Anyway, I’m rather disappointed that Seattle hasn’t made a pitch for station enhancements at existing stations. The lack of down escalators in the DSTT (now approaching 30-years old) and at Mt. Baker station is a big missing item. ST included station issues in their initial project lists.

    Don’t City leaders realize the number of Seattleites with arthritis that have lots of trouble going down stairs (harder to go down stairs than up stairs), and that the current elevators are slow and going to get even more crowded?

      1. Thanks! I can read it now.

        I remain disappointed that the System Access Program is not in the original list, but is instead demoted to the broad category of Additional Program and Project Priorities in this letter. Consider this analogy: Why would someone build transit vehicles without plenty of accessible doors so that people can get in and out of them?

    1. And don’t forget that the SB elevator at Mt. Baker has been broken for weeks now. They expect people with impaired mobility to either walk down a long flight of stairs or go to Columbia City then backtrack to Mt Baker.

  6. Generally, I’d rather see ST money not go to one local BRT project (Madison BRT). The intent of ST Express buses were to utilize freeway HOV lanes as a replacement for not having rail in many corridors. Also, the intent of a citywide BRT system involves multiple corridors and not just one.

    This strikes me as making an exception for funding reasons — but it lacks transit funding policy logic. Why are we paying for BRT on only one arterial when it’s not even going to carry any ST Express buses? At the very least, I’d rather see the ST Board clarify under what circumstances that bus rapid transit gets funding when it’s not on freeways before merely adding a corridor as part of a political negotiation.

    I’d also add that I think that ST should be accountable by managing transit line projects that they fund. The number of problems with handing the project delivery of the FHSC is embarrassing. ST appears to be better at executing projects. If Seattle is asking ST for Madison BRT money, then ST should be managing the project including acquiring the vehicles — and not just handing a check over to the City of Seattle.

    1. What’s wrong with them just handing over the check? I don’t get this. I know ST was designed for a specific purpose, but as should be obvious, other agencies simply don’t have the funding mechanism available. Seattle would simply ignore ST if it could. It would build every corridor proposed (at a high level of service — “True BRT” as they call it) plus a Ballard to UW and Metro 8 subway, add a few stations and a few more BRT lines (to areas like Lake City) and be done with it. We wouldn’t have our future tied to an agency that obviously has no idea what it is doing, or worry about whether enough suburban voters approve (even though they don’t chip in for Seattle projects either way). But we can’t. We aren’t allowed to. The state allowed ST to ask for billions, but they won’t allow us to ask in the same manner. So I think it makes sense to leverage the agency and its funding as much as possible, as long as it is for transit.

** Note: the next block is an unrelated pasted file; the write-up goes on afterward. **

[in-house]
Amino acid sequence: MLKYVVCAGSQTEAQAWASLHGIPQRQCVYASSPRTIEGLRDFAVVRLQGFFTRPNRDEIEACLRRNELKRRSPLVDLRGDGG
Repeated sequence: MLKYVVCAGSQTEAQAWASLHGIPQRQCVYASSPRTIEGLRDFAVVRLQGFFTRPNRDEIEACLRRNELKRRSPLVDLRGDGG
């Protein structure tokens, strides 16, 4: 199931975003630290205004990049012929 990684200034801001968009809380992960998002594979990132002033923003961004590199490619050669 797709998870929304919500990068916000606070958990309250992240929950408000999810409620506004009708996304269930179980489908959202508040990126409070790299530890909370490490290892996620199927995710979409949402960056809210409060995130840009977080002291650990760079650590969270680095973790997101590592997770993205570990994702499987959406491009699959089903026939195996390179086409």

1. Ross, Think this through. if ST gives money to Seattle, every other local jurisdiction could ask for funding favors too. It’s a slippery slope of logic.

        I’d be an advocate for a comprehensive regional transit funding strategy – but only if the receiving agency is not an operator or a city or county. This region has let each government decide what they want, and there is essentially no coordination required. Coordination problems are discussed almost weekly on this blog. These problems won’t go away until we change this basic structural dilemma. Until then, ST should mainly raise funds for ST and not hand out gifts to 70 children just because they want it.

      2. Again, what is wrong with that. In what world, for example, is it a bad thing if Pierce County or Tacoma gets a bunch of money for a handful of specified bus routes instead of a light rail line that will carry far fewer people? Because they run it? Who cares?

        Look we are pretty much stuck with ST as the only agency that allows for this sort of funding. Otherwise each county and each city would try and pass their own thing. Some (like Seattle) would pass. Others might fail. But I have no problem at all with joining together and each passing our own thing if that is the only thing that the legislature allows us to do.

      3. Just this past week, I got on the First Hill Streetcar. Although ST paid for it, Seattle did exactly what they wanted. What happened from no coordination? THE SIGNAGE DOESN’T ANNOUNCE THE LINK STATION LOCATIONS. This selfish lunacy of every city getting what they want with no coordination needs to stop!

  7. I like a lot in the letter, but I am worried spending money up-front on quick fixes will seriously reduce ST’s bonding capacity for the major projects we need to get Seattle’s transit actually on track. In a vacuum, I am always for bus funding. But I think forward thinking transit planning and funding is the real cure to Seattle’s transit problems. Temporary operational funding shouldn’t be allowed to keep us from building real fixes.

  8. ST shouldn’t be paying for buses. They should be banking the money for Light Rail construction to save bonding capacity and increase the number of projects they can complete in as short a time as possible We can re-up on the Seattle Prop 1 measure with additional funding for more buses if we need to.

    1. Hmm? You would cancel ST Express, one of the best all-day express bus services in the US?